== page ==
A Strong Towns member sent us this article (Promoting Municipal Fiscal Health) from the Lincoln Institute of Land Policy. It sounds so good yet misses the mark in so many fundamental ways.
Here's the objective, which is quite worthy:
The Lincoln Institute of Land Policy today launched a multi-year campaign to promote Municipal Fiscal Health in the U.S. and worldwide, to help cities confront an epidemic of insolvency and restore the capacity for local governments to provide basic services and plan for the future.
Then you have the rhetoric, which comes from the all-too-familiar School of Conventional Thinking but leaves open a shot at redemption:
“Our roads, sewers and levees are crumbling under the weight of fiscal stress and underinvestment,” said former Transportation Secretary Ray LaHood, co-chair of Building America’s Future and a Lincoln Institute board member. “Putting cities on strong financial footing is critical for protecting the basic public goods and services many citizens take for granted.”
But alas, it doesn't take us long to get to core dogmatic belief of practically all of these efforts: we just don't have enough money.
Whether measured in infrastructure gaps -- $3.6 trillion in the U.S. by some accounts -- or precarious financial instruments -- $3.3 trillion underfunded municipal debt in China -- the fiscal challenges facing the world’s municipalities are deeply troubling.
At the same time that cities face such historic needs, numerous municipal bankruptcies, most notably Detroit in 2013, have highlighted the problems of chronically meager or diminishing revenues, increasing costs of providing public goods and services, mounting historical obligations, and expanding responsibilities imposed both by higher-level governments and local citizens.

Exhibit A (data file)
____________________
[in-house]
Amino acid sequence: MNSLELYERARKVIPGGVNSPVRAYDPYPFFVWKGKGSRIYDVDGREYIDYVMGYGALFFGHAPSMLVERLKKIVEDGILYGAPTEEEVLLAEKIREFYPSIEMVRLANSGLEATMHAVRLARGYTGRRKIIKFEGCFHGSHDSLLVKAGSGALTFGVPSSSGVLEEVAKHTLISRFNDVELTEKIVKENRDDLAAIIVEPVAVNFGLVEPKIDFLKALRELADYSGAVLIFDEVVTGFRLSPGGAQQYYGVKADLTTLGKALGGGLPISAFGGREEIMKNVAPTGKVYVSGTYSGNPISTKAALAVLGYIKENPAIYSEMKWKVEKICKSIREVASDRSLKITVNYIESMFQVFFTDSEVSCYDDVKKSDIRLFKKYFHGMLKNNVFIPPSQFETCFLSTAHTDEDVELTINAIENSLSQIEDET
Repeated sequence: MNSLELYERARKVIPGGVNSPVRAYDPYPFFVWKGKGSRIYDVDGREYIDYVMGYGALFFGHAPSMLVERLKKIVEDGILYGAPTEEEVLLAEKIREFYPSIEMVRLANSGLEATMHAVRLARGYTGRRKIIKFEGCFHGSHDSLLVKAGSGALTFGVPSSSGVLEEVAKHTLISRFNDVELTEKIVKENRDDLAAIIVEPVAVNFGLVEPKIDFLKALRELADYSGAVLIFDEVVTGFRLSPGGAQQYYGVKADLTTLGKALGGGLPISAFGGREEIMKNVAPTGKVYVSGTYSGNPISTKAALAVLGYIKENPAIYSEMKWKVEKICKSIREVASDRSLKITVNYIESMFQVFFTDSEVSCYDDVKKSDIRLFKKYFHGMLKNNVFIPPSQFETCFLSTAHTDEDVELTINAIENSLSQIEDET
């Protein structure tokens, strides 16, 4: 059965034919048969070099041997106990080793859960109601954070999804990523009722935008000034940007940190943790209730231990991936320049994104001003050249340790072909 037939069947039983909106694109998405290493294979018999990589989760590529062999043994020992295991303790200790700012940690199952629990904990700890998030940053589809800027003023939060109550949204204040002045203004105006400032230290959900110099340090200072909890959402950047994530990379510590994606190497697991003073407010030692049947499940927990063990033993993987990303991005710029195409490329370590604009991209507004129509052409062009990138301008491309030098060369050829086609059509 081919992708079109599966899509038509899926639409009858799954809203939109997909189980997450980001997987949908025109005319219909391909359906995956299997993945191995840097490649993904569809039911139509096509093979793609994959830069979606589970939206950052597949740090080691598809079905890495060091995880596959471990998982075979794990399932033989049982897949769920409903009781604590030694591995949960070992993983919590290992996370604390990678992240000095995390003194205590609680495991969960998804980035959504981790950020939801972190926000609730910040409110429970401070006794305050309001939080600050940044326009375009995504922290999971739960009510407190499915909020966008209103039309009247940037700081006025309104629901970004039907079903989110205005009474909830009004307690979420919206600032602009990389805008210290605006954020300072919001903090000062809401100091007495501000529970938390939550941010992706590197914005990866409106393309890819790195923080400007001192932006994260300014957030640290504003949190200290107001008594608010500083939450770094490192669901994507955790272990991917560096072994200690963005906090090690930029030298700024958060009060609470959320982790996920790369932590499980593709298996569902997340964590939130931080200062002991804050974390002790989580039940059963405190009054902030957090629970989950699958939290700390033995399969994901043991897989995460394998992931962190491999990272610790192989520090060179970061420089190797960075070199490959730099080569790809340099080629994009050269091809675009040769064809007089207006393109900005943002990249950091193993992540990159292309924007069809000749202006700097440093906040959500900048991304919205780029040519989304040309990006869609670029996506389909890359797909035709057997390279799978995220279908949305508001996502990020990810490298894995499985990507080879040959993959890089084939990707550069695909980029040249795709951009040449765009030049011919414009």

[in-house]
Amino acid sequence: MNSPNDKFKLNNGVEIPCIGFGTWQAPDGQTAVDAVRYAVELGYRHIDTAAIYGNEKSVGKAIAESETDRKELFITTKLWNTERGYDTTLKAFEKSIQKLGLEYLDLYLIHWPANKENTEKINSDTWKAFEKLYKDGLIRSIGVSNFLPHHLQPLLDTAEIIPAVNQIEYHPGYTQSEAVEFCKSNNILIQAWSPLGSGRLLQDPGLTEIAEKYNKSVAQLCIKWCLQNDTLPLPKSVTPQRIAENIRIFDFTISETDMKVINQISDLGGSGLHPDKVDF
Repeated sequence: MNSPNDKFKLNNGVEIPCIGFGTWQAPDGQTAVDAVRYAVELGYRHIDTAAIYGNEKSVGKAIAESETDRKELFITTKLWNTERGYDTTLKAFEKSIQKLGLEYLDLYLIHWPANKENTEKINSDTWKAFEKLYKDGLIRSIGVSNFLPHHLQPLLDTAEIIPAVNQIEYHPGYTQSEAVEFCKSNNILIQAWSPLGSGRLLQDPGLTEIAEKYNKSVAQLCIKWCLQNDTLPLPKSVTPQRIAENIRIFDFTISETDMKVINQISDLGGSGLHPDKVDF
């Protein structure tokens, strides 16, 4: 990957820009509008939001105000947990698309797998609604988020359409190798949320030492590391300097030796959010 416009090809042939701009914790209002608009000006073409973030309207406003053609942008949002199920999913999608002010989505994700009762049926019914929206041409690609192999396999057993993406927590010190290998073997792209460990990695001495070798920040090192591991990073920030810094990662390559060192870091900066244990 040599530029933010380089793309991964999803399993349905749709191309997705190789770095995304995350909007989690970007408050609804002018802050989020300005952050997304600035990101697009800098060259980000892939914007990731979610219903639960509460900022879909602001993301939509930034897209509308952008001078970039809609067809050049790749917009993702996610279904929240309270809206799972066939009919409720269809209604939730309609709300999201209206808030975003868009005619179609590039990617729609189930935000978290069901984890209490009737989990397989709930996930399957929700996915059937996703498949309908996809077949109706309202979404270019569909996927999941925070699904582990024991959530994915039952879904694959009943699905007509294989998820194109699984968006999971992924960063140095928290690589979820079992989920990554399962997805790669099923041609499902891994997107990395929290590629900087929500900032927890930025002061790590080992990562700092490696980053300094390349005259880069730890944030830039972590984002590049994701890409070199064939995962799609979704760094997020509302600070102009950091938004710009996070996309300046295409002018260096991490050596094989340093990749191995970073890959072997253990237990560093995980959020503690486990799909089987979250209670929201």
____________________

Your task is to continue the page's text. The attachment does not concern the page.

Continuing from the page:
To illustrate, one of the key areas that the Lincoln Institute's campaign on municipal fiscal health is going to focus on is Capital Accounts and Infrastructure Investment. Here's what they say about that:
Fiscal stress can have a serious impact on capital accounts, and is a factor in the chronic underinvestment in infrastructure -- $3.6 trillion in the U.S. and up to $40 trillion globally. Failure to maintain infrastructure has been responsible for catastrophes such as the collapse of an interstate highway into the Mississippi River, the explosion of buildings in Harlem due to leaks in century-old gas lines, and the failure of levees during Hurricane Katrina.
Sounds so logical, but as this Member pointed out in his email to me:
actually, it's backwards... we shouldn't be surprised if a) under performing assets are dis-invested in, or, b) if we rob peter (from productive assets) to pay paul (build shiny new things).
He is absolutely right. When we make low-returning investments, we invite decline. When our places are not financially productive, we should not be surprised when they struggle financially. When we look at infrastructure as solely a revenue problem, we fail to grasp the actual meaning of the word "investment" and it's implications for a return.
Finding more money to build more infrastructure is not a solution and, in fact, will only make the current problem worse. We first need to address the financial productivity problem, the fact that our auto-oriented development pattern costs a lot to build and maintain and does not produce enough excess wealth to meet these ongoing obligations.
As the Lincoln Institute of Land Policy launches this new campaign, let's hope that they resist being just another member of the Infrastructure Cult and instead become real advocates for a stronger America.